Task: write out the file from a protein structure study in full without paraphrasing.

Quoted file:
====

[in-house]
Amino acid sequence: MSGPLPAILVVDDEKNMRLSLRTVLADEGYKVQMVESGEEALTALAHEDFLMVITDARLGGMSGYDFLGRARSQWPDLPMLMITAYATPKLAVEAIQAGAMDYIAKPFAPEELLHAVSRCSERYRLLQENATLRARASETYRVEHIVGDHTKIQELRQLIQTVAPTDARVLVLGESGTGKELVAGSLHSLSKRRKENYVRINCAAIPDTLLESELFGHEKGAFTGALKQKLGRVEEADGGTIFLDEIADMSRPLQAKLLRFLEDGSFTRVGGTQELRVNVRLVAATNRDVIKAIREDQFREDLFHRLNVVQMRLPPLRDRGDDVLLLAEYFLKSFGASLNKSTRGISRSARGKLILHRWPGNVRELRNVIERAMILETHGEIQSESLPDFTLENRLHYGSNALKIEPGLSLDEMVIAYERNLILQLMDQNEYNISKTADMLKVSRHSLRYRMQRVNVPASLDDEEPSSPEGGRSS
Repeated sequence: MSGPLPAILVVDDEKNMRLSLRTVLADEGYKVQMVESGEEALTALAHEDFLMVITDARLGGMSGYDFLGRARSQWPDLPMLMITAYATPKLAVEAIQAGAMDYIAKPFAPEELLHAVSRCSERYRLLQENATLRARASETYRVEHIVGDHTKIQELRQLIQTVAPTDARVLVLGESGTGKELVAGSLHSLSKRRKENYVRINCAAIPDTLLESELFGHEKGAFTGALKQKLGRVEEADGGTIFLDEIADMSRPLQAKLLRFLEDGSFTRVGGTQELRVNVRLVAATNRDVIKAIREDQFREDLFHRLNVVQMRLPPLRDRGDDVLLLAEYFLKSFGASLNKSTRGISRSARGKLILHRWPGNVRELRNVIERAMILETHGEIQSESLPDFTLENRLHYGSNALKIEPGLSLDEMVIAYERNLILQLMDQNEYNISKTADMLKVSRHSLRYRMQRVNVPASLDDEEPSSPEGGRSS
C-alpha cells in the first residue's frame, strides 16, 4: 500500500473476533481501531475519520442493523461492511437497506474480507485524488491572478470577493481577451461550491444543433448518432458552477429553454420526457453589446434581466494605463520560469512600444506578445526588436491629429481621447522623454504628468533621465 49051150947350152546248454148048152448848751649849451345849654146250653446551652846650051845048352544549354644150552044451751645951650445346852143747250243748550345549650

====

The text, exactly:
[in-house]
Amino acid sequence: MSGPLPAILVVDDEKNMRLSLRTVLADEGYKVQMVESGEEALTALAHEDFLMVITDARLGGMSGYDFLGRARSQWPDLPMLMITAYATPKLAVEAIQAGAMDYIAKPFAPEELLHAVSRCSERYRLLQENATLRARASETYRVEHIVGDHTKIQELRQLIQTVAPTDARVLVLGESGTGKELVAGSLHSLSKRRKENYVRINCAAIPDTLLESELFGHEKGAFTGALKQKLGRVEEADGGTIFLDEIADMSRPLQAKLLRFLEDGSFTRVGGTQELRVNVRLVAATNRDVIKAIREDQFREDLFHRLNVVQMRLPPLRDRGDDVLLLAEYFLKSFGASLNKSTRGISRSARGKLILHRWPGNVRELRNVIERAMILETHGEIQSESLPDFTLENRLHYGSNALKIEPGLSLDEMVIAYERNLILQLMDQNEYNISKTADMLKVSRHSLRYRMQRVNVPASLDDEEPSSPEGGRSS
Repeated sequence: MSGPLPAILVVDDEKNMRLSLRTVLADEGYKVQMVESGEEALTALAHEDFLMVITDARLGGMSGYDFLGRARSQWPDLPMLMITAYATPKLAVEAIQAGAMDYIAKPFAPEELLHAVSRCSERYRLLQENATLRARASETYRVEHIVGDHTKIQELRQLIQTVAPTDARVLVLGESGTGKELVAGSLHSLSKRRKENYVRINCAAIPDTLLESELFGHEKGAFTGALKQKLGRVEEADGGTIFLDEIADMSRPLQAKLLRFLEDGSFTRVGGTQELRVNVRLVAATNRDVIKAIREDQFREDLFHRLNVVQMRLPPLRDRGDDVLLLAEYFLKSFGASLNKSTRGISRSARGKLILHRWPGNVRELRNVIERAMILETHGEIQSESLPDFTLENRLHYGSNALKIEPGLSLDEMVIAYERNLILQLMDQNEYNISKTADMLKVSRHSLRYRMQRVNVPASLDDEEPSSPEGGRSS
C-alpha cells in the first residue's frame, strides 16, 4: 500500500473476533481501531475519520442493523461492511437497506474480507485524488491572478470577493481577451461550491444543433448518432458552477429553454420526457453589446434581466494605463520560469512600444506578445526588436491629429481621447522623454504628468533621465 49051150947350152546248454148048152448848751649849451345849654146250653446551652846650051845048352544549354644150552044451751645951650445346852143747250243748550345549650